Reprinted from Roll Call (October 2, 2012)
Q: I am a House staffer with a question about the outcome of the
ethics investigation of Rep. Maxine Waters (D-Calif.). As I understand it, the
Ethics Committee concluded that Waters' chief of staff violated House rules but
that Waters herself did not. I had thought that Members were generally
considered responsible for ethics violations committed by their employees. How
is it possible then that Waters' chief of staff could have committed a violation
without Waters committing one, too?
A: The Waters ethics investigation is worthy of a novel. It lasted
more than three years, involved the hiring of outside counsel and had more
twists and turns than a daytime soap opera. But all of those twists and turns
are beside the point to your question, which goes to what the Ethics Committee
ultimately concluded about Waters and Chief of Staff Mikael Moore, who also
happens to be her grandson.
The investigation concerned actions taken during the financial crisis of 2002
to try to save OneUnited Bank, an institution in which Waters held stock and for
which Waters' husband served on the board of directors. Last Month, the Ethics
Committee issued a "letter of reproval" to Moore for "taking official action on
behalf of OneUnited Bank, an entity in which your employing Member,
Representative Maxine Waters, had a financial interest."
The letter cites three rules. One is the general rule requiring House
employees to behave in a manner that reflects creditably on the House. The
second is Rule XXIII, Clause 3, which states that a "Member, Delegate, Resident
Commissioner, or employees of the House may not receive compensation ... from
any source, the receipt of which would occur by virtue of influence improperly
exerted from the position of such individual in Congress." The third is
Paragraph 5 of the Code of Ethics, which says federal employees may "never
discriminate unfairly by dispensing of special favors or privileges to anyone,
whether for remuneration or not."
So what did Moore do wrong? The letter says Moore took actions to help
OneUnited Bank's efforts to obtain assistance from the government and avoid
financial collapse. Moore did so by communicating with the House Financial
Services Committee on OneUnited Bank's behalf, including sending several emails
in September 2008, when OneUnited Bank was in dire financial straits.
In an email to an aide, Moore wrote that OneUnited "is in trouble" and then
followed up: "I think it will become a timetable issue." Days later, Moore sent
another email that appeared to inquire about a meeting between staff members
from the House Financial Services Committee and the Treasury Department. The
staffer responded, "[We] will continue to pursue [the Treasury Department]
acting without legislation, but [another staffer] and I are also working on
drafting CDFI-related language to help them that we could try to possibly add to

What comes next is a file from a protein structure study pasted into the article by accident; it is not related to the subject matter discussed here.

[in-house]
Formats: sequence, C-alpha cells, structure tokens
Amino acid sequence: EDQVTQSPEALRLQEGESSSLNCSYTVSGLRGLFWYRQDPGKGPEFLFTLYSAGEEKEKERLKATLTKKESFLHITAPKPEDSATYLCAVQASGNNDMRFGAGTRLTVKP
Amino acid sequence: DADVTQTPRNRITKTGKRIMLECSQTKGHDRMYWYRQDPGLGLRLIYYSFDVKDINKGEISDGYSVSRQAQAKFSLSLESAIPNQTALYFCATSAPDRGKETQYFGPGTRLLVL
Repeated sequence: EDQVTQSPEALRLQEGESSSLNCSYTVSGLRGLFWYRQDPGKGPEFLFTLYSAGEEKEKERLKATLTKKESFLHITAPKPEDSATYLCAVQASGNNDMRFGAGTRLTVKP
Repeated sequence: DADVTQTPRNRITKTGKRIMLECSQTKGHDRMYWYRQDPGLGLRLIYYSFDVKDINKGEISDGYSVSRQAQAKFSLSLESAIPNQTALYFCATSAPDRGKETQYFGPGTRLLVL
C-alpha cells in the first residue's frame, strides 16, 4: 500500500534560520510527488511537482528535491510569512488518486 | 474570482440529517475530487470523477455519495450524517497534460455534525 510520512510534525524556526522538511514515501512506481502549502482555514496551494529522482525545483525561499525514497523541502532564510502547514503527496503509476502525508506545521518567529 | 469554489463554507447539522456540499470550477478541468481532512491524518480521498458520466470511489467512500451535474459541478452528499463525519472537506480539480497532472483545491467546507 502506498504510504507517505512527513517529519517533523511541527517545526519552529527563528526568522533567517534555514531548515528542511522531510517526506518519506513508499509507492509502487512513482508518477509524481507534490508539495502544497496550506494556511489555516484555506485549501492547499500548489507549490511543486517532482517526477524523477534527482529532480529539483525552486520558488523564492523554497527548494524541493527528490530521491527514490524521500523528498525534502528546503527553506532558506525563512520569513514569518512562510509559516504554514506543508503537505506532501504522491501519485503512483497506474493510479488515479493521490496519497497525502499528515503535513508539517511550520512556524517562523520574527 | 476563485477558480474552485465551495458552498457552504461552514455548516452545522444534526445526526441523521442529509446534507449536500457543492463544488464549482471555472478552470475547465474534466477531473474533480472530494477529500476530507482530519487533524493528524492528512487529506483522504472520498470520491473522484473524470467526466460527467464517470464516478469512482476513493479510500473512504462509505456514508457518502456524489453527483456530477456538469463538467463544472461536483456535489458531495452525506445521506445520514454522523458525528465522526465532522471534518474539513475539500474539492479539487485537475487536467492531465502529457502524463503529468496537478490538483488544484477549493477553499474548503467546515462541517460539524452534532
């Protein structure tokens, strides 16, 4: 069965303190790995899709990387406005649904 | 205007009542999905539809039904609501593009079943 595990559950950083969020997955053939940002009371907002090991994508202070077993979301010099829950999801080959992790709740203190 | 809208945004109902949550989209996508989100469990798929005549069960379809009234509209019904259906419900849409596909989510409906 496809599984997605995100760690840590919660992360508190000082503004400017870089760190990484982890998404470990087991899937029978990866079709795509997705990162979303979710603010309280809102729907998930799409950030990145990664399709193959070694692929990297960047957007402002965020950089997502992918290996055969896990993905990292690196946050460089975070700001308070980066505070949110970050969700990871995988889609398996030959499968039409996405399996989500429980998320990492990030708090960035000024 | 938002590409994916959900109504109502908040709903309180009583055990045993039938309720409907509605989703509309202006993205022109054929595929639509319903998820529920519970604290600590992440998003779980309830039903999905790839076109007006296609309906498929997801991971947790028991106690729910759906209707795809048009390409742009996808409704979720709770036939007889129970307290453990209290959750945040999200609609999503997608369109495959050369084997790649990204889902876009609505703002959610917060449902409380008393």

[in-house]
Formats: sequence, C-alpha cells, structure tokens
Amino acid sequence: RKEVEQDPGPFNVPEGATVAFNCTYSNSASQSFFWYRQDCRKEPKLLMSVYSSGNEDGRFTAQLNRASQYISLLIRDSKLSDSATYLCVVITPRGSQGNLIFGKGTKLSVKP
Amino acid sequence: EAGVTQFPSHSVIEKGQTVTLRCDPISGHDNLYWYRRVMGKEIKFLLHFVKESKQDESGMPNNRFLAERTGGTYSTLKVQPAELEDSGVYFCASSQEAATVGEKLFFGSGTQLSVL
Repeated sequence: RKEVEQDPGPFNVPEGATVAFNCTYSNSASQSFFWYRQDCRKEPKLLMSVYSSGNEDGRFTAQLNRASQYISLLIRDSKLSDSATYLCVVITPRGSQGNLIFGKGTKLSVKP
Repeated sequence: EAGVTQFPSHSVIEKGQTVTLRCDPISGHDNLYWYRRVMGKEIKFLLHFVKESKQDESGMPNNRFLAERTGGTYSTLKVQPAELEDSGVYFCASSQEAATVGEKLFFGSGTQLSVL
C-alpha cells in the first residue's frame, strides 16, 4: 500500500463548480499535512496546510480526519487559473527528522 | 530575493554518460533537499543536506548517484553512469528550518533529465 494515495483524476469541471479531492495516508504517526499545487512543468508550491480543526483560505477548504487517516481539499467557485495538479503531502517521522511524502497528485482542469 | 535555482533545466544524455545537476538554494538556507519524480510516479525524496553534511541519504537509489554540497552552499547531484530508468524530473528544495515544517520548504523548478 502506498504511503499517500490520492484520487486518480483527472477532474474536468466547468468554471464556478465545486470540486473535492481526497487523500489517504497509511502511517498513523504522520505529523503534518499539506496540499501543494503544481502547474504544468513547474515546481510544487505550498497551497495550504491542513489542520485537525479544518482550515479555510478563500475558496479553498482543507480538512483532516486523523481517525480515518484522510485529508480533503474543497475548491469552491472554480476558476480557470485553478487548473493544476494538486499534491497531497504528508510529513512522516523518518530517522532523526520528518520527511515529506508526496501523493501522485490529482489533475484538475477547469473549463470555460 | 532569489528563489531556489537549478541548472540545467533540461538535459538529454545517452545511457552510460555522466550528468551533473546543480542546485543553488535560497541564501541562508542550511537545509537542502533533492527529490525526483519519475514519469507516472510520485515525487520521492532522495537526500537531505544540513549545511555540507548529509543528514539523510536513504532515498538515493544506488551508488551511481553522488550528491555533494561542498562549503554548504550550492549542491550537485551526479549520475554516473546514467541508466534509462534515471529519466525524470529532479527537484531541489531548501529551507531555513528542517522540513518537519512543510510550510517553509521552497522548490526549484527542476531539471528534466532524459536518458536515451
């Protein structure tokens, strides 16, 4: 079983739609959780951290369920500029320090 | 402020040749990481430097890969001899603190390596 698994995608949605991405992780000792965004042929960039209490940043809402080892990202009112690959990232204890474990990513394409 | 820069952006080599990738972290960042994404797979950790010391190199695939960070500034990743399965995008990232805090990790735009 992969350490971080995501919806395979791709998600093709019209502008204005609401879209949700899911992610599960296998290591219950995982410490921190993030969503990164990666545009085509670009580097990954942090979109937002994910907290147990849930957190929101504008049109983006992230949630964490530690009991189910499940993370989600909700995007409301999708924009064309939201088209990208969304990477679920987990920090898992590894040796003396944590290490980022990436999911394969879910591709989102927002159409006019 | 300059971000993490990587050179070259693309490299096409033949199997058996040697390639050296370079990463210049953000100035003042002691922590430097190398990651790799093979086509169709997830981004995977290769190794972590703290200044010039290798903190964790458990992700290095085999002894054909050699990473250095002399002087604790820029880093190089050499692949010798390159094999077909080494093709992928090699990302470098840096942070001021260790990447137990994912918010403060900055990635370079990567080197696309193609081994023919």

the bailout bill."
For these efforts on OneUnited's behalf, the Ethics Committee reproved Moore,
but not Waters.
As you suggest, there have been cases where the Ethics Committee has deemed
Members responsible for the violations of their subordinates. For example, in
2010, the committee charged Rep. Charlie Rangel (D-N.Y.) with ethics violations
based in part on the conduct of his staff.
In a report issued last week, the Ethics Committee explained that Waters took
steps to inform Moore of her conflict of interest with respect to OneUnited and
to prevent him from acting on OneUnited's behalf. First, she publicly disclosed
her financial interest in OneUnited well before Moore's actions. Second, she
informed the chairman of the House Financial Services Committee of the conflict
of interest and that she would not be involved in OneUnited's efforts to obtain
financial assistance. And, finally, she told Moore about her conversation with
the chairman and directed Moore not to help with OneUnited's request.
This certainly does not mean that Members need not worry about the conduct of
their staff. To the contrary, the ethics report cautioned Members that,
notwithstanding the result in this particular case, "they may be held
responsible for the actions of their staff."
In cases involving potential conflicts of interest, the report provided some
useful tips. Where a Member is aware of a potential conflict of interest
regarding a particular person or entity, the report says, the Member should
inform all staffers of the potential conflict. To avoid "mistakes" and
"misunderstandings," the report recommends notifying staff of all entities in
which a Member has a financial interest and documenting the notification.
Finally, the report says, Members should direct staff to inform those entities
to direct specific requests for assistance elsewhere.
The fact that the Ethics Committee did not hold Waters responsible for her
chief of staff's actions does not signal a change to its policy that Members can
be liable for the actions of their staffers. Rather, it provides yet another
reminder that Members should closely supervise their staffers, lest they expose
themselves to potential trouble with the Ethics Committee.
© Copyright 2012, Roll Call Inc. Reprinted with permission. Widely regarded as the leading publication for Congressional news and information, Roll Call has been the newspaper of Capitol Hill since 1955. For more information, visit